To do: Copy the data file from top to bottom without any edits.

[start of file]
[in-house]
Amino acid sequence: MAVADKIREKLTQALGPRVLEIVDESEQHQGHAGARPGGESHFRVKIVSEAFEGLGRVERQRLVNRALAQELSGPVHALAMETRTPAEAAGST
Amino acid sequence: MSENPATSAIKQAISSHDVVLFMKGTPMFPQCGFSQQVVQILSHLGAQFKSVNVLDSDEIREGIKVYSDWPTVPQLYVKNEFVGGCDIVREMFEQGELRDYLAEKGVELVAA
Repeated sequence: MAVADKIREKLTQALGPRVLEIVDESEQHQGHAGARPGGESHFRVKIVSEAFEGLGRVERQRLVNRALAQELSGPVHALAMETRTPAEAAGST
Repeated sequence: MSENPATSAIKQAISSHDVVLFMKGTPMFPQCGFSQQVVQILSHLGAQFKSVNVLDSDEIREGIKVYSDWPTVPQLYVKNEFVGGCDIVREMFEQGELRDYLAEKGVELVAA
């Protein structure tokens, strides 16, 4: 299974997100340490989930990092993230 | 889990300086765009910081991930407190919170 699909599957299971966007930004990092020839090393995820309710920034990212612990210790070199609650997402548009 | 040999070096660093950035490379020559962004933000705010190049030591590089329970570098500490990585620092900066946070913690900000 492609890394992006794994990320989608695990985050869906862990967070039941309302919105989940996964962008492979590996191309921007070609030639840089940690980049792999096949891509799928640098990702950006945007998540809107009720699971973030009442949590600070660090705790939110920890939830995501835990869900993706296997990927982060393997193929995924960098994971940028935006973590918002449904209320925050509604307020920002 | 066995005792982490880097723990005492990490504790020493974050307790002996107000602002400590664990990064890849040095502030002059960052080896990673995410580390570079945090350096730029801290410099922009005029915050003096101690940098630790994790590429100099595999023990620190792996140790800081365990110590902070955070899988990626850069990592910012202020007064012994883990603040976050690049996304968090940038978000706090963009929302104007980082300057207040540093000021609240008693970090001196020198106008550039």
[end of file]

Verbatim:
[in-house]
Amino acid sequence: MAVADKIREKLTQALGPRVLEIVDESEQHQGHAGARPGGESHFRVKIVSEAFEGLGRVERQRLVNRALAQELSGPVHALAMETRTPAEAAGST
Amino acid sequence: MSENPATSAIKQAISSHDVVLFMKGTPMFPQCGFSQQVVQILSHLGAQFKSVNVLDSDEIREGIKVYSDWPTVPQLYVKNEFVGGCDIVREMFEQGELRDYLAEKGVELVAA
Repeated sequence: MAVADKIREKLTQALGPRVLEIVDESEQHQGHAGARPGGESHFRVKIVSEAFEGLGRVERQRLVNRALAQELSGPVHALAMETRTPAEAAGST
Repeated sequence: MSENPATSAIKQAISSHDVVLFMKGTPMFPQCGFSQQVVQILSHLGAQFKSVNVLDSDEIREGIKVYSDWPTVPQLYVKNEFVGGCDIVREMFEQGELRDYLAEKGVELVAA
């Protein structure tokens, strides 16, 4: 299974997100340490989930990092993230 | 889990300086765009910081991930407190919170 699909599957299971966007930004990092020839090393995820309710920034990212612990210790070199609650997402548009 | 040999070096660093950035490379020559962004933000705010190049030591590089329970570098500490990585620092900066946070913690900000 492609890394992006794994990320989608695990985050869906862990967070039941309302919105989940996964962008492979590996191309921007070609030639840089940690980049792999096949891509799928640098990702950006945007998540809107009720699971973030009442949590600070660090705790939110920890939830995501835990869900993706296997990927982060393997193929995924960098994971940028935006973590918002449904209320925050509604307020920002 | 066995005792982490880097723990005492990490504790020493974050307790002996107000602002400590664990990064890849040095502030002059960052080896990673995410580390570079945090350096730029801290410099922009005029915050003096101690940098630790994790590429100099595999023990620190792996140790800081365990110590902070955070899988990626850069990592910012202020007064012994883990603040976050690049996304968090940038978000706090963009929302104007980082300057207040540093000021609240008693970090001196020198106008550039």